Gold coins of Nevada recluse sold at auction
CARSON CITY, Nev. (AP) - The last of a fortune of coins found in the Carson City garage of a recluse who died last summer has been auctioned off for more than $3 million.
Brittany Carlson of Silver State Coin in Reno made the winning bid Tuesday on three of the six lots, including one with 880 $20 gold Saint Gaudens that went for nearly $1.8 million.
Allen Rowe of the Carson City-based Northern Nevada Coin and Bullion bought two lots of $20 gold Liberty Heads and Indian Heads for a total of about $800,000.
The Illinois-based Rare Coin Company of America bought one lot for $630,000.
The other half of the estate sold at auction in February for about $3.5 million.
Cleaning crews found the rare coins after Walter Samaszko died in June 2012.
THIS IS A BREAKING NEWS UPDATE. Check back soon for further information. AP's earlier story is below.
Potential bidders are eyeing more than 2,000 gold coins that go up for auction in Nevada on Tuesday after a recluse who died last summer left them in his Carson City garage along with precious metals worth millions of dollars.
A part of the fortune that included mostly gold bullion was sold for $3.5 million at an auction in February after a cleaning crew found the treasure at the home of Walter Samaszko Jr. following his death in June 2012.
Allen Rowe, owner of Northern Nevada Coin and Bullion, was among five bidders prepping for the final auction Tuesday afternoon at the Carson City courthouse.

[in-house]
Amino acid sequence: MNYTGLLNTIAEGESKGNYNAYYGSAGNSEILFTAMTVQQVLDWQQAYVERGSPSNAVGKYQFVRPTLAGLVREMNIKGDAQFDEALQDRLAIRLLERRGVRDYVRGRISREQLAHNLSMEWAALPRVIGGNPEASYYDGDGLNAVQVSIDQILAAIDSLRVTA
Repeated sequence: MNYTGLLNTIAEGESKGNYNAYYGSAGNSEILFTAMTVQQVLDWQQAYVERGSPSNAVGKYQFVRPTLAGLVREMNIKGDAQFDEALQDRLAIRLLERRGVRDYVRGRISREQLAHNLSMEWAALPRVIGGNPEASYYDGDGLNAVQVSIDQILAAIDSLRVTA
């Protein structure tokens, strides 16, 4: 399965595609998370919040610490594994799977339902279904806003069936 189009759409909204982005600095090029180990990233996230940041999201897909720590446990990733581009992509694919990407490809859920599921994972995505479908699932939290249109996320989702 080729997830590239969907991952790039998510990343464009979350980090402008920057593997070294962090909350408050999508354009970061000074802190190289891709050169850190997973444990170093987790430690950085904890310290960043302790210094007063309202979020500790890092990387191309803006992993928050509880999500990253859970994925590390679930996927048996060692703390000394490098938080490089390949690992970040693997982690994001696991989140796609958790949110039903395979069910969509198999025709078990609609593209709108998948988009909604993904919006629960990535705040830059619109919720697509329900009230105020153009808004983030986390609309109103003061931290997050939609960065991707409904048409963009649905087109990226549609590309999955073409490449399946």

"Anytime you have the `hoarder mentality' where someone very unassuming is in possession of so much, you sort of say, `Wow,'" said Rowe, who purchased four of the previous six lots that were sold earlier this year.
Some of the most valuable coins are $20 gold pieces, some minted in 1908 that are probably worth between $1,300 and $2,000 each, Rowe said.
"They are not necessarily valued for their high grade (historical value) but just the gold value or the fact it is a gold coin," he said. "He made some very good investments in gold at a good time in the early 1990s into 2000 when gold was still under $500 an ounce."
Alan Glover, Carson City Clerk-Recorder who is in charge of handling Samaszko's estate, said the other potential bidders are the same ones who participated last time around: Silver State Coin of Reno, Stackes Bowers Numismatics LLC of Irvine, Calif., Rare Coin Company of America Inc. of Willowbrook, Ill, and Silver Towne of Winchester, Ind.
The fortune, after taxes, will go to Samaszko's only surviving cousin, Arlene Magdanz, of San Rafael, Calif.
A substitute teacher, Magdanz has not spoken publicly about her new-found riches. Officials were able to track her down using a funeral bulletin at Samaszko's home that led to his father's service in Chicago in the early 1960s. Newspaper clippings listed survivors.
Glover said he's never met Magdanz, a substitute teacher, but has talked with her by phone before the first auction. Since then, they've communicated only through third parties, he said.
Her lawyer, John Mulligan of Reno, was in Argentina and could not be reached on Tuesday.
The first lot set for auction is silver coins. Lot 2 contains more than 300 $10 U.S. gold pieces. The remaining four lots comprised $20 U.S. gold pieces, including more than 1,200 Saint Gaudens gold coins.
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